Malloy says clean-energy data center will create 3,000 jobs

Keith M. Phaneuf / CTMirror.org

Gov. Dannel P. Malloy discusses new fuel-cell powered data center on the Stanley Black & Decker site in New Britain

New Britain — Gov. Dannel P. Malloy announced the construction Monday of a $1 billion, fuel-cell-powered, data center that leaders predicted would dramatically expand Connecticut’s digital economy.

The complex, called the Energy & Innovation Park, is being developed on a portion of the Stanley Black & Decker site in the city’s downtown.

The project is expected to generate about 3,000 direct and indirect jobs, more than $200 million in tax revenue for the state, and another $45 million for the city over the next decade. Construction is slated to begin in early 2019.

“These are exactly the type of innovative, high-tech jobs that we want to bring to Connecticut, and this forward-thinking project will bring a new kind of excitement to New Britain and the region,” Malloy said. “Connecticut’s highly educated and talented workforce is exactly the kind that growing, high-tech companies are demanding.”

The project does not rely on any direct economic development loans or grants from the state at this time, though the state would purchase surplus power from the site for use on the electric grid.

But while the governor declined to provide specifics, he said state economic development officials expect this project to spur on related proposals involving complementary operations, and state incentives — along with job creation benchmarks — likely would be involved at that point.

“It’s entirely likely that the state will play a role in further development of the site beyond our agreement to purchase power here,” Malloy said. “But we are in competition for jobs, we do compete, and — quite frankly — we’re on a winning streak.”

The governor announced in March that Infosys, an India-based information technology company undergoing a major expansion in the U.S., had selected Hartford as one of its new technology-and-innovation hubs, promising an estimated 1,000 new jobs to a city.

This latest project, the governor said, stands out with its pairing of reliable, clean energy with a potential for high-speed data processing and storage. This aspect of the project stems from a fuel cell proposal selected earlier this month by the state Department of Energy and Environmental Protection in response to a request for proposals.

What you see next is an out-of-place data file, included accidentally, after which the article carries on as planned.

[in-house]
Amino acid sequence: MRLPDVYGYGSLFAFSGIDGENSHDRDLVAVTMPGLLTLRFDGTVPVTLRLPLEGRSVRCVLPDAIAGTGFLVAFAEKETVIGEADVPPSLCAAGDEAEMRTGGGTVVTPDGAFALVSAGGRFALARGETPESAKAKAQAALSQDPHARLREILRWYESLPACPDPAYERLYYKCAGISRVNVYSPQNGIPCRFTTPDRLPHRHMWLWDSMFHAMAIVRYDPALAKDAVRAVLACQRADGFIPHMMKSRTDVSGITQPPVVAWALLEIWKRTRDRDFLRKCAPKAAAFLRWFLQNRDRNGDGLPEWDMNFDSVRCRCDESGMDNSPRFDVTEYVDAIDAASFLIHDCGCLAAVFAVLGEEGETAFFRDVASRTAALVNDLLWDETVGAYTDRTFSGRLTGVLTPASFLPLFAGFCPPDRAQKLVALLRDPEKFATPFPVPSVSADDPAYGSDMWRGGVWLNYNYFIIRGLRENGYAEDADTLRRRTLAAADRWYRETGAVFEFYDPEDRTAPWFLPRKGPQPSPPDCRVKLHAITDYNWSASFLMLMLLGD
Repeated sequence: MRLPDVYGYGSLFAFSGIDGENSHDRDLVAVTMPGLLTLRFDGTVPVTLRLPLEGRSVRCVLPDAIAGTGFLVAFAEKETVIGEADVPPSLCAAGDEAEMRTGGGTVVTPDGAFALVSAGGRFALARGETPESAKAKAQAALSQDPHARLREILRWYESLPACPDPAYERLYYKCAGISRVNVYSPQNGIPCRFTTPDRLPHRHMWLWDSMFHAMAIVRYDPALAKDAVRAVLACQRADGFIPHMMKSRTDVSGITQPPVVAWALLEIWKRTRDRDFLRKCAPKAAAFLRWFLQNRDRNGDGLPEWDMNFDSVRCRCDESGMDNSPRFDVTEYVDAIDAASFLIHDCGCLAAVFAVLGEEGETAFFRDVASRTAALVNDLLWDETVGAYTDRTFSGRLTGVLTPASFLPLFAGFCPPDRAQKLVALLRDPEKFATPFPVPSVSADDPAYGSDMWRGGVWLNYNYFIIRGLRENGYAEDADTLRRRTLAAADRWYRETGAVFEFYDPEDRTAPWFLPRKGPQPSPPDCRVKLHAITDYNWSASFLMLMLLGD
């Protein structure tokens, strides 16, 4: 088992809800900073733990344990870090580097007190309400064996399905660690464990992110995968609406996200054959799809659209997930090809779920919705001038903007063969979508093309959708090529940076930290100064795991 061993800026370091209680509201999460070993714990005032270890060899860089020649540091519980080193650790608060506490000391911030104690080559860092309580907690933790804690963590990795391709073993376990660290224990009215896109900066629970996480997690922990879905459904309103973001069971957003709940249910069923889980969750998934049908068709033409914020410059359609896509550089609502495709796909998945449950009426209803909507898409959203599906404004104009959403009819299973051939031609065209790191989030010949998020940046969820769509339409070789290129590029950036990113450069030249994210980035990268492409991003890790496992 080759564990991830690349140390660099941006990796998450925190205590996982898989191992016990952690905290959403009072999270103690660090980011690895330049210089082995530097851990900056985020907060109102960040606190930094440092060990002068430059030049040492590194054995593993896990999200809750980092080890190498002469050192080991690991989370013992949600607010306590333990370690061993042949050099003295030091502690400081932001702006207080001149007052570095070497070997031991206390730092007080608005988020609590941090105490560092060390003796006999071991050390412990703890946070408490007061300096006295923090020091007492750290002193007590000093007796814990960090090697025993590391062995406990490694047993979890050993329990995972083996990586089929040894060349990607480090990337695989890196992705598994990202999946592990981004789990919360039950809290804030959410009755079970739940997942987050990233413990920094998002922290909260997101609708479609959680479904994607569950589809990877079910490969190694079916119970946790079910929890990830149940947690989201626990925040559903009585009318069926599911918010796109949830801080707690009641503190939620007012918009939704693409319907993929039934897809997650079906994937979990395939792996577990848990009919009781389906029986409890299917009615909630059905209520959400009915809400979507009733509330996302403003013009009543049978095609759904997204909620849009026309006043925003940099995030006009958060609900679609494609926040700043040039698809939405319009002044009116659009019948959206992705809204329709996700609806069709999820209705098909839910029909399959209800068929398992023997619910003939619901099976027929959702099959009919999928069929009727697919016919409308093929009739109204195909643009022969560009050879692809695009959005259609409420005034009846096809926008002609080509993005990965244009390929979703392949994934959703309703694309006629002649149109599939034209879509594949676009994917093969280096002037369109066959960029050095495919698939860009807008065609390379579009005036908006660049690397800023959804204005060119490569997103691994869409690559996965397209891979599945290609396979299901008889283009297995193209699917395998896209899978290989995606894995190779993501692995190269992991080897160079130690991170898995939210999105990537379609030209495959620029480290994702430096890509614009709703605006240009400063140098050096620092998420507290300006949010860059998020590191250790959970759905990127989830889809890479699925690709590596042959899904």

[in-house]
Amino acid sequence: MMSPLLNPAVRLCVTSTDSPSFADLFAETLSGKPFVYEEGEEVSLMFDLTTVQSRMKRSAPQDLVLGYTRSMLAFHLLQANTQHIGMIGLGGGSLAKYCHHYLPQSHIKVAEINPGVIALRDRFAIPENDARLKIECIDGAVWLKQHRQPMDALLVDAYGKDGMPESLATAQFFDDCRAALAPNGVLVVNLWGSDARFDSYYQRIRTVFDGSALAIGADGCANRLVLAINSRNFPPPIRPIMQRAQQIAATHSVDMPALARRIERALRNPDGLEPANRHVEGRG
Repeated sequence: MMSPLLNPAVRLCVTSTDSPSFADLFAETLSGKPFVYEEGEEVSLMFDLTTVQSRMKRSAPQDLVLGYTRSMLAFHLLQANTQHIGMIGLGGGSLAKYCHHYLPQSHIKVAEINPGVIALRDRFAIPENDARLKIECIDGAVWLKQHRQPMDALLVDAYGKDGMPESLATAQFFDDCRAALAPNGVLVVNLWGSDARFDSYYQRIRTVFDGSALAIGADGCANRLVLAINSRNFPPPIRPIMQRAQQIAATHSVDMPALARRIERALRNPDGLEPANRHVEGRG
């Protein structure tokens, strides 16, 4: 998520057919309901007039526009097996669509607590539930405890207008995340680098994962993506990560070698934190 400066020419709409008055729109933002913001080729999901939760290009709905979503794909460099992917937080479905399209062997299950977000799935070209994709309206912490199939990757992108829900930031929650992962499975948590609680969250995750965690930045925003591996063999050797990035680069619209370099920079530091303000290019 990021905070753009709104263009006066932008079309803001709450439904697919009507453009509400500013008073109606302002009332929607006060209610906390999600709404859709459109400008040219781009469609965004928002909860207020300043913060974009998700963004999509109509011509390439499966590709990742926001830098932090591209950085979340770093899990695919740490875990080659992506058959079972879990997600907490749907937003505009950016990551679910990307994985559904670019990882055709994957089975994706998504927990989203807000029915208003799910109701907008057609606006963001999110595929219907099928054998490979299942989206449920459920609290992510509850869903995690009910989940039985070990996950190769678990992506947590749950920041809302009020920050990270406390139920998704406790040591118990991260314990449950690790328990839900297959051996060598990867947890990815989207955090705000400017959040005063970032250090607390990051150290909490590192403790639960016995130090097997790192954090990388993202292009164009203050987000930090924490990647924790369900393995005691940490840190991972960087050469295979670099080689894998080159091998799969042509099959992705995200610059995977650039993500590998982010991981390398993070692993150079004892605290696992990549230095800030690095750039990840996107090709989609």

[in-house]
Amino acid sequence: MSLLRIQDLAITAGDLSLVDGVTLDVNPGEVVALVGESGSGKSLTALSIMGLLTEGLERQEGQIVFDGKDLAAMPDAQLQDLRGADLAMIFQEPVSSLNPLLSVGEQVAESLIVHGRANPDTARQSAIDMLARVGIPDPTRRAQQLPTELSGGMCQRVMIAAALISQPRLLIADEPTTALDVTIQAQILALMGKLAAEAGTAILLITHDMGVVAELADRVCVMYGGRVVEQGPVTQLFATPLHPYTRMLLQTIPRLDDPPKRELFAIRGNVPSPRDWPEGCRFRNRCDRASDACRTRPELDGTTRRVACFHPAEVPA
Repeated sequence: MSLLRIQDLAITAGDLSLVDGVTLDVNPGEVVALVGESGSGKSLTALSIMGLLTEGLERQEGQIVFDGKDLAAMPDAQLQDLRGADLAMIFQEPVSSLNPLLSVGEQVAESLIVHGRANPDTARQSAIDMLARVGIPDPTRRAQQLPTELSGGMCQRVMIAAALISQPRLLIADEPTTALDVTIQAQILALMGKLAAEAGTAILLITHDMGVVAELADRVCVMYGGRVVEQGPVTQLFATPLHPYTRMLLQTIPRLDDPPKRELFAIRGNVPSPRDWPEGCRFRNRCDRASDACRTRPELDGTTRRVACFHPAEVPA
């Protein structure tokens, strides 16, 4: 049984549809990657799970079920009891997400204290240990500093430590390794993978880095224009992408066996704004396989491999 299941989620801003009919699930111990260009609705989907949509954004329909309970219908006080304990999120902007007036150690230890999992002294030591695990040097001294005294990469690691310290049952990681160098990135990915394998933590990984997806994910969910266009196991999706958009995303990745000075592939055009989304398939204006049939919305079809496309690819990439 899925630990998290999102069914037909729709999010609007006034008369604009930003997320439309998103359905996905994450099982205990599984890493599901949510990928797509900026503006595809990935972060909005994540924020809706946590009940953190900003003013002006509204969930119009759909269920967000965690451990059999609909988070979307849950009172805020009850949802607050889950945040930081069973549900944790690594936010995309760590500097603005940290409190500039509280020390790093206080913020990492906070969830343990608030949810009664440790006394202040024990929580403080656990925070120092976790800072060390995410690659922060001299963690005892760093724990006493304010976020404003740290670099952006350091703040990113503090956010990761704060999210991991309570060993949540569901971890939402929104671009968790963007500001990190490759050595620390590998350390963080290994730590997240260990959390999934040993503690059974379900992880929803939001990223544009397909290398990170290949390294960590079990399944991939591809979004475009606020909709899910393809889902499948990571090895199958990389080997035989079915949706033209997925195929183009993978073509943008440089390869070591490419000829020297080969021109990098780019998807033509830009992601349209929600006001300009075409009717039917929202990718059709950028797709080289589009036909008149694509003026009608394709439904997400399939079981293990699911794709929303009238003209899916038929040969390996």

Keith M. Phaneuf / CTMirror.org

New Britain Mayor Erin Stewart

Development of the fuel cells alone, which will be manufactured by Doosan Fuel Cell America of South Windsor, would make this the world’s largest indoor fuel cell installation.

The project initially would generate nearly 20 megawatts of energy while taking up just 45,000 square feet in a currently empty industrial building on the Stanley Black & Decker site. Ultimately, the cells would provide 44 megawatts of energy for the center.

New Britain Mayor Erin Stewart said the complex, “will have long lasting impacts on the vitality and direction of our City that we haven’t seen in our community since the likes of the industrial manufacturing Golden Era decades ago. The Energy and Innovation Park, once completed, will create one of the largest private investments in new technology that the state has ever seen.”

Jim Loree, president and CEO of Stanley Black & Decker, said,

‘We have thrived through three industrial revolutions and are well positioned as we embark on the fourth, which is in process today, driven by the technological revolution. … This is another step on the long road back to fiscal stability and economic competitiveness for Connecticut, and we are proud to be doing our part to help with an ideal reuse of one of our manufacturing facilities.”

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